General expression of CXCR5 on mantle zone B cells agrees with the notion that this chemokine is a selective and highly efficacious chemoattractant for circulating naïve human B lymphocytes.5 The level of CXCR5 on these B cells was relatively low, perhaps paralleling the moderate in vitro potency of BCA-1 on peripheral blood B cells.5 The CXCR5 positive T cells that localise to B cell follicles have been functionally described as “follicular B helper T cells” (TFH cells)17,18 because they show all the characteristics required for efficient B cell help within the lymphoid follicles. A subpopulation of TFH cells has been identified as CD57+ CXCR5+ T cells and termed germinal centre T helper (GC-Th) cells because they appear to be essential for B cell differentiation and antibody production in lymphoid tissue19; these cells are localised only within the germinal centres. We observed quite prominent expression of CXCR5 on scattered T cells restricted to germinal centres and the inner part of the mantle zone in GALT, and such cells were also detected in tonsillar follicles (our unpublished observations). FACS analysis of isolated cells from murine PP8 and human tonsils17–19 has revealed a much higher proportion of CXCR5+ T cells, implicating the presence of a substantial fraction of such cells in the T cell zone of these tissues. Our observation of CXCR5+ T cells being restricted to germinal centres in both PPs and tonsils most probably reflected the lower sensitivity of the applied in situ immunostaining method. In this location, the observed scattered T cells should belong to the GC-Th subset. Their prominent CXCR5 expression was probably a result of local receptor upregulation, which could explain why GC-Th cells reportedly show a stronger chemotactic response to BCA-1 than other CXCR5+ T cells isolated from tonsils.19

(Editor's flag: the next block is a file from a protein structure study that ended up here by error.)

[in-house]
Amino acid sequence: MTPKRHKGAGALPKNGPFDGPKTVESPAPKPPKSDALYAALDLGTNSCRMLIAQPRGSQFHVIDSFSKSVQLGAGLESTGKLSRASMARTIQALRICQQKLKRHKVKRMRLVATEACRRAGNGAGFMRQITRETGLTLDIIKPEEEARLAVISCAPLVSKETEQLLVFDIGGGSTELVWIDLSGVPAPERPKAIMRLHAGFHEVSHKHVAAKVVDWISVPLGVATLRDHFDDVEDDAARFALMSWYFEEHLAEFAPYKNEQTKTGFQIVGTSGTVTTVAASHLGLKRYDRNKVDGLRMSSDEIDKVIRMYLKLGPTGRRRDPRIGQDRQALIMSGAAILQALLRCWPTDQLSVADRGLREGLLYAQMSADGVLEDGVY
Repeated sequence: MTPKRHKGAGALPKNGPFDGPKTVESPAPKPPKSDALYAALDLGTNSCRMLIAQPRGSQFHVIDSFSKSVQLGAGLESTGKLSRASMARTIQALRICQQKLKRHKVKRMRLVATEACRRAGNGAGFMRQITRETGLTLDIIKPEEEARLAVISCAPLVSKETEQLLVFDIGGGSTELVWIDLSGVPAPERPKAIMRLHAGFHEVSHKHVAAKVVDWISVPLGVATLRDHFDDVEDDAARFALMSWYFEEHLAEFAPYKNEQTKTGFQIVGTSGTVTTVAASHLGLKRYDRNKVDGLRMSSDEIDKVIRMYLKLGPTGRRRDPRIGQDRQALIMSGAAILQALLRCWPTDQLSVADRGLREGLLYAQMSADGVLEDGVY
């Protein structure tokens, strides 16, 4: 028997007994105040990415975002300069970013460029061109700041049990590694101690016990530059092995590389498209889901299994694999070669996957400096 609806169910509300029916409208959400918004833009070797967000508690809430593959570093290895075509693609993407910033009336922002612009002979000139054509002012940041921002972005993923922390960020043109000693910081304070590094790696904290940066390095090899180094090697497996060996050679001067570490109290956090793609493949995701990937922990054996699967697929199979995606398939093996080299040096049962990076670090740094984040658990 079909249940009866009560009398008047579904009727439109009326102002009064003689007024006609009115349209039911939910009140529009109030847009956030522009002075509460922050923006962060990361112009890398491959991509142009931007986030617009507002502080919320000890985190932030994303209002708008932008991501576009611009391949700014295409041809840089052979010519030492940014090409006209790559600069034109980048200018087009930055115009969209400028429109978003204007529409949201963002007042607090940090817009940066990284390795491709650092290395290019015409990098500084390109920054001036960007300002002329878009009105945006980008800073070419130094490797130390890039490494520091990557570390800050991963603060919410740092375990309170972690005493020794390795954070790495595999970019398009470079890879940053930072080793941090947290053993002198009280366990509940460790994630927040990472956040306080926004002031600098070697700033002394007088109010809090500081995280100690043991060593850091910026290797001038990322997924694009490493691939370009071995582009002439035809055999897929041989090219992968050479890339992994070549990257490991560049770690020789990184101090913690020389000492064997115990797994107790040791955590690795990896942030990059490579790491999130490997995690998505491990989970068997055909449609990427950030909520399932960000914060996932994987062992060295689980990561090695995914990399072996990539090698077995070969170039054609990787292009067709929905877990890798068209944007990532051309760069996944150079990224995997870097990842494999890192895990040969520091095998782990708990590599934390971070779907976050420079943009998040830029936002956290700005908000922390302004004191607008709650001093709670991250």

The fibrillar meshwork positive for BCA-1 protein detected in GALT mantle zones was a striking observation. Its colocalisation with the extracellular matrix protein fibronectin was extensive, suggesting that BCA-1 is deposited on reticular fibres in follicles where the fibrillar network is looser than in other compartments of lymphoid tissue.20 Also, BCA-1 mRNA was expressed in a pattern that strongly suggested a dendritic morphology of the cells producing BCA-1 in this compartment. BLC has been reported to be produced by non-lymphoid cells present in murine lymphoid follicles6; its origin was implicated to be FDCs, but this was not explicitly shown.21 The observed partial overlapping of our immunostaining for the chemokine with several traditional FDC markers might result from BCA-1 secreted from another cell type and deposited on peripherally located FDCs. However, electron microscopy has suggested considerable heterogeneity of FDCs in tonsillar germinal centres22; possibly FDC related, peripherally located so-called germinal centre bordering cells with long extensions have been described in rat lymph nodes.23 Therefore, an FDC related subset of dendritic cells remains a potential but yet not proved source of BCA-1 in lymphoid tissue. This accords with in vitro stimulation of isolated human FDC-like cells in which no BCA-1 protein could be detected.24